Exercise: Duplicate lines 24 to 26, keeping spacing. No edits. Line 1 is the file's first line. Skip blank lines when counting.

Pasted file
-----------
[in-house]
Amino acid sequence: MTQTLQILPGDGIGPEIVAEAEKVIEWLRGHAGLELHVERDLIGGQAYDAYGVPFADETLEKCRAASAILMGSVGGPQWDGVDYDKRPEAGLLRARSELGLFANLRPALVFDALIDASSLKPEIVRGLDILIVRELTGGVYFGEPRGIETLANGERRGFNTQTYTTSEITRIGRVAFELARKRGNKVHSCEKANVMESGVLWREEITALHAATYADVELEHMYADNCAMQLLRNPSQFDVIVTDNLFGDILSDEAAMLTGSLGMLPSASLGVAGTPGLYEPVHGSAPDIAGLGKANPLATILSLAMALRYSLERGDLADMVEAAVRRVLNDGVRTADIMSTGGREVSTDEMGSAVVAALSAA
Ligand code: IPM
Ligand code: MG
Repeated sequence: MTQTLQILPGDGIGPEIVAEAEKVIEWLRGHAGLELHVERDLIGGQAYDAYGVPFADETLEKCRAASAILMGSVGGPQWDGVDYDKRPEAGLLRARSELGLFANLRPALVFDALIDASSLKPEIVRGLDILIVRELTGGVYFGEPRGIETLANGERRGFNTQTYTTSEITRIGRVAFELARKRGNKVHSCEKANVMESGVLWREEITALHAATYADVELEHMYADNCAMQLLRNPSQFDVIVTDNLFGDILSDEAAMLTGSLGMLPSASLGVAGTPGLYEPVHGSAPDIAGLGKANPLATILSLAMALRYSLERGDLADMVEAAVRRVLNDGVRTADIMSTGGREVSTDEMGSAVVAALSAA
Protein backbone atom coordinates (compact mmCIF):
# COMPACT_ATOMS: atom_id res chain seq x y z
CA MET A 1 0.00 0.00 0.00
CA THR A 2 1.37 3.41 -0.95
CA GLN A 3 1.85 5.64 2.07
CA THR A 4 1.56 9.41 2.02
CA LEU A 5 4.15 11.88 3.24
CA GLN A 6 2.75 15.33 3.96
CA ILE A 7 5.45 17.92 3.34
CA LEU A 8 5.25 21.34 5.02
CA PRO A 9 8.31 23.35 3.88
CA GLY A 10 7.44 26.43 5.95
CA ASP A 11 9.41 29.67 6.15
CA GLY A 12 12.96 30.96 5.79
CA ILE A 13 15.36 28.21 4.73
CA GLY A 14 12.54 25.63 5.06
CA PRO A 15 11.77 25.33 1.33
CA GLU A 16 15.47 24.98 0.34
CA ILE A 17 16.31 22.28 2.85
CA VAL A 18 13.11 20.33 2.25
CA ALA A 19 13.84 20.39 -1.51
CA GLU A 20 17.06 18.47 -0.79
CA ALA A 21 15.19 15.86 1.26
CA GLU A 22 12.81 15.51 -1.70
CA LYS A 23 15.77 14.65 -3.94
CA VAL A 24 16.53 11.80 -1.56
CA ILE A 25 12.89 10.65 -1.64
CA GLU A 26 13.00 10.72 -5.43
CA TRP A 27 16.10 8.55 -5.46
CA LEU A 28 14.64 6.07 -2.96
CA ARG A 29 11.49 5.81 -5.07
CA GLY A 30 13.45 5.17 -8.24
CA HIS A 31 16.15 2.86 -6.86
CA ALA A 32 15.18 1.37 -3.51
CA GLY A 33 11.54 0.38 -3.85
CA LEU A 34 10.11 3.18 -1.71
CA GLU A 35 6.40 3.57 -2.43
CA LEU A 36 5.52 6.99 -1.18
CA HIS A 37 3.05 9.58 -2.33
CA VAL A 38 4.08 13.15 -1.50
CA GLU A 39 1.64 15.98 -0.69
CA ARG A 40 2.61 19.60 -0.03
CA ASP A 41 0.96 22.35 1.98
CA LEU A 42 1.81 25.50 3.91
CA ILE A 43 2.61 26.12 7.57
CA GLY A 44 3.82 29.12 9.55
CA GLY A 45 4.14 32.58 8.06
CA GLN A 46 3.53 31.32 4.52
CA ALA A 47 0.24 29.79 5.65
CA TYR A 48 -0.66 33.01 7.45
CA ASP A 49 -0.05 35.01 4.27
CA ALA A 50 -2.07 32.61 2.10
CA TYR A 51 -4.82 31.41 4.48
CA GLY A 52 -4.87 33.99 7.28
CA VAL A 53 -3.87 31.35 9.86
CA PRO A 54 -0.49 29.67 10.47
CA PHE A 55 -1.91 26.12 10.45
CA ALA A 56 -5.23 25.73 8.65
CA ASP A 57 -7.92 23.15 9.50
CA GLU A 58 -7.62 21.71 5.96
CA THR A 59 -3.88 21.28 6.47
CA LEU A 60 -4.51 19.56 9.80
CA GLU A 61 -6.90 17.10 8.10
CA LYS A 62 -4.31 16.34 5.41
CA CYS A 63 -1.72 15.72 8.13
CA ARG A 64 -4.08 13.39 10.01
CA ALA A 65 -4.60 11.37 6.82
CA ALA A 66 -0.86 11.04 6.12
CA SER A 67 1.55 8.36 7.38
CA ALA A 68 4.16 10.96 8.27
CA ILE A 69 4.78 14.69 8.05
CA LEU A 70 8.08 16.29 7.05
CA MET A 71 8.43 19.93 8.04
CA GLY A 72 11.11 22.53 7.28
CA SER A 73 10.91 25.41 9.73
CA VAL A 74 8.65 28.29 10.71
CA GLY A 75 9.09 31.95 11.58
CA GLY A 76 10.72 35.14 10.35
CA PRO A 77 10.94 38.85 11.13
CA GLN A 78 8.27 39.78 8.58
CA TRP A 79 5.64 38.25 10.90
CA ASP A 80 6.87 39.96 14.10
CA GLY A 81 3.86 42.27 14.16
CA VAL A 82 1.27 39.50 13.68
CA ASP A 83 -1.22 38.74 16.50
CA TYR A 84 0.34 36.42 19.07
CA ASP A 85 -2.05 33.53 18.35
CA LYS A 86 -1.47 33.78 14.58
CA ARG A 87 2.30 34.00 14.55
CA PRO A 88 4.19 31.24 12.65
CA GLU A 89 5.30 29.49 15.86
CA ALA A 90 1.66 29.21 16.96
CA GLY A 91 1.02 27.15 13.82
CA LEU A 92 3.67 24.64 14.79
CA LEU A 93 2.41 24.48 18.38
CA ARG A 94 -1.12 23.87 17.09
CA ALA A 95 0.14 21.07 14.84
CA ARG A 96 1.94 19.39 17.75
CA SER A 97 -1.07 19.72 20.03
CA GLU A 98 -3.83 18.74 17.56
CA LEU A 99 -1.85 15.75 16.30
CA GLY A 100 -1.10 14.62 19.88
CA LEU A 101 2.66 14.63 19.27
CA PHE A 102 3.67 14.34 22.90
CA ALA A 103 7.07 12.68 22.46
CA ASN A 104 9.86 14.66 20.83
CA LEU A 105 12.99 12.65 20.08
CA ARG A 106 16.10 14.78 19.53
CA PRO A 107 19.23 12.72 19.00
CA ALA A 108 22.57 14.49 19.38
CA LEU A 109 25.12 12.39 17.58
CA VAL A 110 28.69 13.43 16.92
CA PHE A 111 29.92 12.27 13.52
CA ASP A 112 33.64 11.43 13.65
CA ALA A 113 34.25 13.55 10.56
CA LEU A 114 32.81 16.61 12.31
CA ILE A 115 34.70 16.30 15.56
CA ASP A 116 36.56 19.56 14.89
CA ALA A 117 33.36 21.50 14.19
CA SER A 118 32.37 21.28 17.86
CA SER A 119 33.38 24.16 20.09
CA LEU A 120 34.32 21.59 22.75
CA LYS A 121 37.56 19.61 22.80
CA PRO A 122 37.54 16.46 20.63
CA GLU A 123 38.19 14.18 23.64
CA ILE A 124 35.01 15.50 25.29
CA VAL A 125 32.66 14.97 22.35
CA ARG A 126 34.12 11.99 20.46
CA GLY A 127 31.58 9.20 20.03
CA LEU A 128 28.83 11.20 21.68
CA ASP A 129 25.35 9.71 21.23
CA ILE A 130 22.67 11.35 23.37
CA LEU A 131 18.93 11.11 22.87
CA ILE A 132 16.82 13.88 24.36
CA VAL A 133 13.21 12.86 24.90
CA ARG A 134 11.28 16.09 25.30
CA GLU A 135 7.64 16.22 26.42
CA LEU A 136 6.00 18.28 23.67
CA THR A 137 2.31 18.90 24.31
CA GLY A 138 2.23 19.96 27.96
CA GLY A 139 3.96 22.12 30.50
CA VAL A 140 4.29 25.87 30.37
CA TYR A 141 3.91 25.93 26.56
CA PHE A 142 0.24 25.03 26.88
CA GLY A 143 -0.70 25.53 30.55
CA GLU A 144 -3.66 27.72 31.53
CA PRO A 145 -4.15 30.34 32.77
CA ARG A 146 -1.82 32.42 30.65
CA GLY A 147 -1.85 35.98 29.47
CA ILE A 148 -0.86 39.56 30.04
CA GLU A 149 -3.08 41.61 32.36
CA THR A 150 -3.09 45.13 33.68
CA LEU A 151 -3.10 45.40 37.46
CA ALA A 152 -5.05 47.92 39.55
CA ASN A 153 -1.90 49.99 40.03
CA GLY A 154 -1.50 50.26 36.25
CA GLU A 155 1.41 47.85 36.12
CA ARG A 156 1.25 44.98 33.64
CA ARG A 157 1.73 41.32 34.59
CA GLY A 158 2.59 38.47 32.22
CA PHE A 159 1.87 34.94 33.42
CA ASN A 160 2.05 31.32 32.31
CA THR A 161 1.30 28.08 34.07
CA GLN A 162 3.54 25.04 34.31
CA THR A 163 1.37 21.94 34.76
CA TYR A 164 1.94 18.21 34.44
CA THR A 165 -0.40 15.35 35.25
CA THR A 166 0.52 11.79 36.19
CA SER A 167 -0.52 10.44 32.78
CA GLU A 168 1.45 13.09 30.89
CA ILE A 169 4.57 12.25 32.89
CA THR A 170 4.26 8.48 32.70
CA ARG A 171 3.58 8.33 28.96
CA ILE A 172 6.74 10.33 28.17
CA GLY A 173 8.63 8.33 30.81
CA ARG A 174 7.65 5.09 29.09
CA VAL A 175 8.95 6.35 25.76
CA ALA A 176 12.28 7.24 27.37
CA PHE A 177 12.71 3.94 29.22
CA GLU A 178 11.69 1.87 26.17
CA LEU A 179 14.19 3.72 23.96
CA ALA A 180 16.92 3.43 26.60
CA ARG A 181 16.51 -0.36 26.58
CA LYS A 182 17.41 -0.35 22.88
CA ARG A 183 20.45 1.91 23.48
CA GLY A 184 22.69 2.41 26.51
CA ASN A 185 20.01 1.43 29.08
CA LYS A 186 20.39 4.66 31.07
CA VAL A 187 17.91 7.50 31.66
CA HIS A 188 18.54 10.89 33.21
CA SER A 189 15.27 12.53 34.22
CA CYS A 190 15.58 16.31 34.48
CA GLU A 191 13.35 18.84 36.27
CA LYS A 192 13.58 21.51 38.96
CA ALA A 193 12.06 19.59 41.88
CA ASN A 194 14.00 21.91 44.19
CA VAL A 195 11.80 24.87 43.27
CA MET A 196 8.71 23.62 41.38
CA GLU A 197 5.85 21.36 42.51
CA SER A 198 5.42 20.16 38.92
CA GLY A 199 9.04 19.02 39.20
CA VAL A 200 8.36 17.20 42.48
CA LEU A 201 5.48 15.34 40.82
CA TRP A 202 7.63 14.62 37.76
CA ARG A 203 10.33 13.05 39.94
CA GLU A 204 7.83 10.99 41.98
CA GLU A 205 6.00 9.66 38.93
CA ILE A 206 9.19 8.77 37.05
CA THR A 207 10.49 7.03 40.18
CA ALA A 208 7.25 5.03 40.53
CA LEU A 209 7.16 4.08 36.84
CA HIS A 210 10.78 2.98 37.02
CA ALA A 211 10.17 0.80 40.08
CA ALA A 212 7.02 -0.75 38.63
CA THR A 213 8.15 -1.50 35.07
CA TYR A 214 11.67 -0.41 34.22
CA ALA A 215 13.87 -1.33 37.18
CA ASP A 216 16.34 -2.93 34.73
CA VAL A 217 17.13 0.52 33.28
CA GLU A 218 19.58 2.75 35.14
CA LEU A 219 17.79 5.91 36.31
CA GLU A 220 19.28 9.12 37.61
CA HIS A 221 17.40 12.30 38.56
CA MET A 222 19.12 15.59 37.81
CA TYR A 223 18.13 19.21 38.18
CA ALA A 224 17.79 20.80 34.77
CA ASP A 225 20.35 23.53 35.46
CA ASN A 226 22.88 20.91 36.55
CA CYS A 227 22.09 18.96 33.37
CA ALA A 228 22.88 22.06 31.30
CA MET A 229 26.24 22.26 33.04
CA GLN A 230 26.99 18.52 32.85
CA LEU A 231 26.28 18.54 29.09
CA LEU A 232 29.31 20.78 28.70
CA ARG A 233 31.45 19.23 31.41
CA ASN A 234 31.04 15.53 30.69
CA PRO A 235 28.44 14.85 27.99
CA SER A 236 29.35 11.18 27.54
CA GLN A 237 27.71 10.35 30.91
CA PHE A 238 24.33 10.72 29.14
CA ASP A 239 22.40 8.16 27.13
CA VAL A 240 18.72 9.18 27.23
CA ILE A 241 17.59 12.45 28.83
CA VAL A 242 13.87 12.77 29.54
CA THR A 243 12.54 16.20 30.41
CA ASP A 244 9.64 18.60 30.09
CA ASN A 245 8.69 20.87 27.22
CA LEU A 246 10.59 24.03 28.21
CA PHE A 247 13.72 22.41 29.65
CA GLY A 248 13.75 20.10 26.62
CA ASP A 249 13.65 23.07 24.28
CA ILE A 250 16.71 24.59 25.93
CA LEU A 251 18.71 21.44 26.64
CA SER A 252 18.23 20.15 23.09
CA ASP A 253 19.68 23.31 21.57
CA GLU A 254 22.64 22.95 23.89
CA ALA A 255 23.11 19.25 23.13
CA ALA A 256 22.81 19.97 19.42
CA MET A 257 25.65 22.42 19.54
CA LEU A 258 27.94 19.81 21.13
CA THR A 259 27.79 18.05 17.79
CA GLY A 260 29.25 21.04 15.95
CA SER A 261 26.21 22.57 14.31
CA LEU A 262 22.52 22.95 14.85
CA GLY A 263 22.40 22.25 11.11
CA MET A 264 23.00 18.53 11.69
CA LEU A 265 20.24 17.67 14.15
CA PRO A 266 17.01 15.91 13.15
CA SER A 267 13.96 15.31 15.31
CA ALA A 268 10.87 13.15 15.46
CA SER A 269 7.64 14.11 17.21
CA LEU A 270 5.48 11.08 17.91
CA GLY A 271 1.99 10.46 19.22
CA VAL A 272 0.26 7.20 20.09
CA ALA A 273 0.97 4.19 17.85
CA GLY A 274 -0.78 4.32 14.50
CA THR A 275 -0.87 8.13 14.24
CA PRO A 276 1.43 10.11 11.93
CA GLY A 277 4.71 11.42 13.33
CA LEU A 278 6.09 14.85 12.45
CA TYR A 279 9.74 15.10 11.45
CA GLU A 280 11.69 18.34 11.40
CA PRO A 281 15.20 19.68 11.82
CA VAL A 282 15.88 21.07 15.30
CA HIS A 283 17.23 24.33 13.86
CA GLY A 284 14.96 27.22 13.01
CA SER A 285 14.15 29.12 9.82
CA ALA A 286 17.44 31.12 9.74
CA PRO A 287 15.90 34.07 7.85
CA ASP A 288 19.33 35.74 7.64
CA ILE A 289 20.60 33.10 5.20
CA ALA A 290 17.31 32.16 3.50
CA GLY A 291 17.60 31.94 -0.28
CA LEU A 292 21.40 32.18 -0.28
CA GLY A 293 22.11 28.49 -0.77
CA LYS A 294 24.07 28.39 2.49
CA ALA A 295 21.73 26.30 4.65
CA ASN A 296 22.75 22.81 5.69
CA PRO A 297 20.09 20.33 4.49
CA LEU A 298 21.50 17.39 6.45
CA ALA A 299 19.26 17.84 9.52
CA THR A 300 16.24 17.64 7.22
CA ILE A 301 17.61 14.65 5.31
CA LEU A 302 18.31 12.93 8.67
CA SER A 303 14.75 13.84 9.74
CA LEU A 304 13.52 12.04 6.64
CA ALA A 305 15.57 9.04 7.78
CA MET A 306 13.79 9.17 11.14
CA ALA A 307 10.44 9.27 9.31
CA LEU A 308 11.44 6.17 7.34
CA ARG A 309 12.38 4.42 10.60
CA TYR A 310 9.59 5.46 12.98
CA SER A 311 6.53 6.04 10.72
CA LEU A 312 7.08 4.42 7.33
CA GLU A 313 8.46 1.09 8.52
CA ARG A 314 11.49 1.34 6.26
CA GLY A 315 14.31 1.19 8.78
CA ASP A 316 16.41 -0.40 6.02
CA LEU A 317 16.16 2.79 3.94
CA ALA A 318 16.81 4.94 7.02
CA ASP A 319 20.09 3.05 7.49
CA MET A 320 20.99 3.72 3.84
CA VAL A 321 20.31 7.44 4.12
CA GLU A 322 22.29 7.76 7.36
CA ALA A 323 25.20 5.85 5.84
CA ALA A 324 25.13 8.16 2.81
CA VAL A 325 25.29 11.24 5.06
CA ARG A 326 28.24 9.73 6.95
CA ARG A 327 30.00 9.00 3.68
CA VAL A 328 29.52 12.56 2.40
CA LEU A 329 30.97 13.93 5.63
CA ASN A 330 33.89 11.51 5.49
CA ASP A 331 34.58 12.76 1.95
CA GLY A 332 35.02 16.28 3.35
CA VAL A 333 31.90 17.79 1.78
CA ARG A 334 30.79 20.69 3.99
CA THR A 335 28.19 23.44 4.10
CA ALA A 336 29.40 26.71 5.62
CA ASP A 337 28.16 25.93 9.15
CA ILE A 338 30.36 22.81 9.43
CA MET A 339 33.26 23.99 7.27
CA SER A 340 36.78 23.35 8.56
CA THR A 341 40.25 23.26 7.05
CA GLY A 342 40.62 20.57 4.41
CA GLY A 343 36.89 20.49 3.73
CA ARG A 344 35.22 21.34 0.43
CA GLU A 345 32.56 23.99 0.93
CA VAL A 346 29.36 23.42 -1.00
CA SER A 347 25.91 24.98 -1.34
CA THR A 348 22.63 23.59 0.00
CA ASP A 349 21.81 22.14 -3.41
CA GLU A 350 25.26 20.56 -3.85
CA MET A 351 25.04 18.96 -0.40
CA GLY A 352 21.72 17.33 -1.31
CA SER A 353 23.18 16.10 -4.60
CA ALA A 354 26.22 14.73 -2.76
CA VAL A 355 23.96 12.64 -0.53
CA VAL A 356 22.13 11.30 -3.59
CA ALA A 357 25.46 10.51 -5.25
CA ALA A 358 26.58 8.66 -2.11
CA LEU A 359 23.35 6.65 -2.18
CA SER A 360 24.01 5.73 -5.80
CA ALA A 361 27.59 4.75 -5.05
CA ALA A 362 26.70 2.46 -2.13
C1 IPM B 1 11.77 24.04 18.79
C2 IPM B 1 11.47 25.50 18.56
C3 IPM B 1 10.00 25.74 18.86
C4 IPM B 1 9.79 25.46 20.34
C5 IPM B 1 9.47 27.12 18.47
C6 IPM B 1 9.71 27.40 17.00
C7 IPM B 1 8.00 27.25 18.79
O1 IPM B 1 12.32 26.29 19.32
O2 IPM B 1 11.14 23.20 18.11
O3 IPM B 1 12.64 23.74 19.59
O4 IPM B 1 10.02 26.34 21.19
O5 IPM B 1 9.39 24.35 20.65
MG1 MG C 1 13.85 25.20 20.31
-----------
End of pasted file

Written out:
CA ILE A 17 16.31 22.28 2.85
CA VAL A 18 13.11 20.33 2.25
CA ALA A 19 13.84 20.39 -1.51